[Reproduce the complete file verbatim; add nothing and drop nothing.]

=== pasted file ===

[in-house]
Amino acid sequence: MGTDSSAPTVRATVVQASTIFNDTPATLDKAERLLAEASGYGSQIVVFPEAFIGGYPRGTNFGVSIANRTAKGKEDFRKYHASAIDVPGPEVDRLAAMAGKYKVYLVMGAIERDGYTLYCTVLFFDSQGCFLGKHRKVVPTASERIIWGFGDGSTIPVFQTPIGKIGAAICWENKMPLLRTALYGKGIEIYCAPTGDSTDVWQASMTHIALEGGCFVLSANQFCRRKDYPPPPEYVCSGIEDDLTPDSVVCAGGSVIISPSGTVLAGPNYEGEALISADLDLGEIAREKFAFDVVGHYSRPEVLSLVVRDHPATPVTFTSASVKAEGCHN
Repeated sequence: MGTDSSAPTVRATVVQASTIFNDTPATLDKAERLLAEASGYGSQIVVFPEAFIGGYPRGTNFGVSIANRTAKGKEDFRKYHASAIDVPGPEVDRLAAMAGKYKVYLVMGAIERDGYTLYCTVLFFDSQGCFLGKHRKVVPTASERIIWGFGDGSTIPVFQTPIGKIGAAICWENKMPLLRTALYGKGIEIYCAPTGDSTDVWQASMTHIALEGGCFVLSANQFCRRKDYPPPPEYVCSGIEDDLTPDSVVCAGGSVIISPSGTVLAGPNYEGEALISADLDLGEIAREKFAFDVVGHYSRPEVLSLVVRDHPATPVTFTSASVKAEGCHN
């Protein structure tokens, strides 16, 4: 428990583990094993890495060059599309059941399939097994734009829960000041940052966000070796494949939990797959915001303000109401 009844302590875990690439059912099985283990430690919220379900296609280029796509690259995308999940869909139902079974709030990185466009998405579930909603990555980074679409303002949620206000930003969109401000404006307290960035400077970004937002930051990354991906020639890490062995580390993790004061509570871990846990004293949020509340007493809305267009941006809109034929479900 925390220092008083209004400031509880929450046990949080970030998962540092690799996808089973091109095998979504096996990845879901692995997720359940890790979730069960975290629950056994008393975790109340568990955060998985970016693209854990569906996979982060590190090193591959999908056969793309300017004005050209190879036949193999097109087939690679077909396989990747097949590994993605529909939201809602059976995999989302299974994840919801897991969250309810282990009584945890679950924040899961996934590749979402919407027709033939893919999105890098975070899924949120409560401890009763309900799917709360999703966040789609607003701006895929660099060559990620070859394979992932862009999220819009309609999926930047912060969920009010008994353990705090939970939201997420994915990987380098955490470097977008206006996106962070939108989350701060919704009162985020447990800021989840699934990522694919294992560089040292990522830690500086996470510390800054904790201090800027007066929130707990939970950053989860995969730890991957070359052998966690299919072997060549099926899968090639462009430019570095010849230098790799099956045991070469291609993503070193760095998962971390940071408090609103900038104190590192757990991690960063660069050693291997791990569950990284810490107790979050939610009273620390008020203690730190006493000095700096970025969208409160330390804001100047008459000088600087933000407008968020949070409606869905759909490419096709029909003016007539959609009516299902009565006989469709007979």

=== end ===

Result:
[in-house]
Amino acid sequence: MGTDSSAPTVRATVVQASTIFNDTPATLDKAERLLAEASGYGSQIVVFPEAFIGGYPRGTNFGVSIANRTAKGKEDFRKYHASAIDVPGPEVDRLAAMAGKYKVYLVMGAIERDGYTLYCTVLFFDSQGCFLGKHRKVVPTASERIIWGFGDGSTIPVFQTPIGKIGAAICWENKMPLLRTALYGKGIEIYCAPTGDSTDVWQASMTHIALEGGCFVLSANQFCRRKDYPPPPEYVCSGIEDDLTPDSVVCAGGSVIISPSGTVLAGPNYEGEALISADLDLGEIAREKFAFDVVGHYSRPEVLSLVVRDHPATPVTFTSASVKAEGCHN
Repeated sequence: MGTDSSAPTVRATVVQASTIFNDTPATLDKAERLLAEASGYGSQIVVFPEAFIGGYPRGTNFGVSIANRTAKGKEDFRKYHASAIDVPGPEVDRLAAMAGKYKVYLVMGAIERDGYTLYCTVLFFDSQGCFLGKHRKVVPTASERIIWGFGDGSTIPVFQTPIGKIGAAICWENKMPLLRTALYGKGIEIYCAPTGDSTDVWQASMTHIALEGGCFVLSANQFCRRKDYPPPPEYVCSGIEDDLTPDSVVCAGGSVIISPSGTVLAGPNYEGEALISADLDLGEIAREKFAFDVVGHYSRPEVLSLVVRDHPATPVTFTSASVKAEGCHN
């Protein structure tokens, strides 16, 4: 428990583990094993890495060059599309059941399939097994734009829960000041940052966000070796494949939990797959915001303000109401 009844302590875990690439059912099985283990430690919220379900296609280029796509690259995308999940869909139902079974709030990185466009998405579930909603990555980074679409303002949620206000930003969109401000404006307290960035400077970004937002930051990354991906020639890490062995580390993790004061509570871990846990004293949020509340007493809305267009941006809109034929479900 925390220092008083209004400031509880929450046990949080970030998962540092690799996808089973091109095998979504096996990845879901692995997720359940890790979730069960975290629950056994008393975790109340568990955060998985970016693209854990569906996979982060590190090193591959999908056969793309300017004005050209190879036949193999097109087939690679077909396989990747097949590994993605529909939201809602059976995999989302299974994840919801897991969250309810282990009584945890679950924040899961996934590749979402919407027709033939893919999105890098975070899924949120409560401890009763309900799917709360999703966040789609607003701006895929660099060559990620070859394979992932862009999220819009309609999926930047912060969920009010008994353990705090939970939201997420994915990987380098955490470097977008206006996106962070939108989350701060919704009162985020447990800021989840699934990522694919294992560089040292990522830690500086996470510390800054904790201090800027007066929130707990939970950053989860995969730890991957070359052998966690299919072997060549099926899968090639462009430019570095010849230098790799099956045991070469291609993503070193760095998962971390940071408090609103900038104190590192757990991690960063660069050693291997791990569950990284810490107790979050939610009273620390008020203690730190006493000095700096970025969208409160330390804001100047008459000088600087933000407008968020949070409606869905759909490419096709029909003016007539959609009516299902009565006989469709007979």